Professional security camera systems come at a hefty price. If your home security budget is limited, a DIY approach using wireless IP (internet protocol) cameras can provide peace of mind.
A downside is that these cameras aren’t likely to lower your home insurance premiums, as most insurers require a security system to be professionally installed and monitored.
How do they work?
IP cameras are the evolution of CCTV (closed-circuit television). Where CCTV is a closed network with cameras wired directly to monitors, IP cameras use your home WiFi network.
When the camera detects motion, it alerts you by email or a notification on your smartphone. You can view a live feed from an app on any Android or iOS device, and most also provide access through a website. You can remotely pan and tilt some cameras.
Wireless IP cameras can be bought individually or in a kit. One camera is enough if you need to monitor a single room or area, such as a car parked in the driveway. If you want to protect your whole home, make sure the kit you buy has enough cameras and sensors. There are usually multiple cameras, a control hub, window and door sensors and motion detectors.
Features to look for
- Indoor or outdoor — the main difference is that outdoor cameras have weatherproofing. Check the IP (ingress protection) rating of an outdoor camera to see how well it resists dust and water.
- Motion detection and alerts — when a camera detects movement, it sends an alert by email or push notification to your phone. You can usually set areas within the camera’s view you want to receive alerts from. This lets you cut down on false alarms by, for example, excluding curtains that often flap in the breeze.
- Resolution — high-definition cameras are the norm, with resolutions starting at 1280x720. The higher the resolution, the more detail you’ll be able to make out, such as facial features. As a consolation, lower resolution footage takes up less storage space.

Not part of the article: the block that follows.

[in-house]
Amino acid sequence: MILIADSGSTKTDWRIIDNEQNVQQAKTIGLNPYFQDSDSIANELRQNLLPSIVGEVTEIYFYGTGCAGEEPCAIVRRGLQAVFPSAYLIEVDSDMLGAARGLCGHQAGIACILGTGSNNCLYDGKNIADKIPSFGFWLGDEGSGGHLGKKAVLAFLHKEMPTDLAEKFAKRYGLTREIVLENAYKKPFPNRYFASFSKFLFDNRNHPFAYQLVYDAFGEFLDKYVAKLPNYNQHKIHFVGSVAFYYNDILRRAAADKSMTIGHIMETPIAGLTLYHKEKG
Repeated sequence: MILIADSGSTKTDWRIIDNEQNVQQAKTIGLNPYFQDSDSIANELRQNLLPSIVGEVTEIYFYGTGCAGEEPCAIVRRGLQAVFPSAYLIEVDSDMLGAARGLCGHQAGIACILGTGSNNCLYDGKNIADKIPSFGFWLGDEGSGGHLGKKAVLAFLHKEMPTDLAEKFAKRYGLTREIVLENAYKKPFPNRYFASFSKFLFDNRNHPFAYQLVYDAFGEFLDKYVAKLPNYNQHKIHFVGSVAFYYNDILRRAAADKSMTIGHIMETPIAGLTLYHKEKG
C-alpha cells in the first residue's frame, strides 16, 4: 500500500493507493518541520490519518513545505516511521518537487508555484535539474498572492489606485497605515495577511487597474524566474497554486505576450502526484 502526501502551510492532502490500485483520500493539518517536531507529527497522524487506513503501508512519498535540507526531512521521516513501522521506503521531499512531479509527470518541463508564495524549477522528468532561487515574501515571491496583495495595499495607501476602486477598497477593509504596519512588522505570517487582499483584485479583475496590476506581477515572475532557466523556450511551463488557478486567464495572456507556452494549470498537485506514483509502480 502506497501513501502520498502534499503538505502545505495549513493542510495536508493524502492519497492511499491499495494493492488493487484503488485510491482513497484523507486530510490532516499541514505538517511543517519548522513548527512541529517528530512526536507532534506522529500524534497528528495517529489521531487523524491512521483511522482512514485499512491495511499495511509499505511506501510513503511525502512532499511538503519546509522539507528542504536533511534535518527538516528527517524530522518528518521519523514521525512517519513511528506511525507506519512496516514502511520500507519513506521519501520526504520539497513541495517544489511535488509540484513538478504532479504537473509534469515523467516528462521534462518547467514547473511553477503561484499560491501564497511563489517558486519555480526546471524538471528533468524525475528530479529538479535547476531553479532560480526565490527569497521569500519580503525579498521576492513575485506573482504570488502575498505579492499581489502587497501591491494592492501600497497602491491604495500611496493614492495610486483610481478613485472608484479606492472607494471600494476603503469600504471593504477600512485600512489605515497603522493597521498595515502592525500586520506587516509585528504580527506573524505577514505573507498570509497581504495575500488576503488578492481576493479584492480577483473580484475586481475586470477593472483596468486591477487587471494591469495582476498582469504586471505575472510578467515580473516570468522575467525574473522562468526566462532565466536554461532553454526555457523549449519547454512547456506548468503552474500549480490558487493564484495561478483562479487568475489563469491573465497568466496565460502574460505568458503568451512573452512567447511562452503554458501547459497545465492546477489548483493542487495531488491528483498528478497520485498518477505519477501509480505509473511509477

- Pan and tilt — being able to change a camera’s viewing angle through the app by panning (horizontal) and tilting (vertical) allows greater flexibility.
- Night vision — nearly all cameras have night vision, meaning they can record in low light using infrared. Most cameras can’t see as far in the dark, and the picture is usually worse. A camera with a floodlight triggered by motion can minimise these limitations.
- Microphone and speaker — most cameras have a microphone so you can hear what’s going on in the video. Some include a speaker for dissuading would-be intruders (for example, you might be able to shout at them through your smartphone app).
- Adding more cameras — even if you don’t buy a kit, most cameras can be connected into a group. Check which cameras are compatible with which, but it’s usually easiest to stick with one brand.
Storage and ongoing costs
Most wireless cameras let you store your recordings locally on a microSD card, via a slot on the camera or hub. But the camera companies really expect to upload your video and photos to cloud storage – remote access to footage can’t work when it’s locked up on a physical drive.
Remote storage isn’t free, though, so if you’re regularly saving video to the cloud to review later, you might need to pay for the privilege. Be aware that when you buy a security camera, you’re likely signing up for a regular subscription cost as well. They can cost anywhere from $4.50/month for one device to $24/month for 4K video storage on several cameras.
A popular subset of the security camera market is the smart doorbell. These cameras act like an intercom system, letting you see who’s at your front door and hold a two-way conversation with your visitor (or intruder).
If you already have doorbell wiring, you should wire your smart doorbell into that. If not, there are battery-powered ones too – but they take a bit longer to start recording once movement is detected.
Install and setup
Most of the time, all you need to install a wireless IP camera is a wireless router, a ladder and a drill.
- Most wireless IP cameras need mains power, so if you don’t have a power point near where you plan on mounting it, you’ll need one installed. Models that use batteries can be easily repositioned.
- Setting up remote access is easy. The camera will have instructions on how to connect it to your home WiFi. The connection process isn’t too technical – often it can be done with your smartphone.
- Cameras with cloud storage require you to sign up for an account, and most have ongoing subscription costs.
Tip: Try using the app and web access before you mount the camera. It’s much easier to fix problems when the camera isn’t two metres up the wall.
Since you’re sending images of your home over the internet, it’s important to ensure everything is as secure as possible.
- Enable all security settings possible on the camera (and hub, if included). Check the manual or manufacturer’s website for instructions.
- Look for cameras that encrypt footage, which means transferred data is “coded” and can only be decrypted by devices that know the code.
- Make sure your home WiFi is protected, as well as any devices you use to view the live feed.
For more information on keeping your data and devices safe, check out our article about online privacy.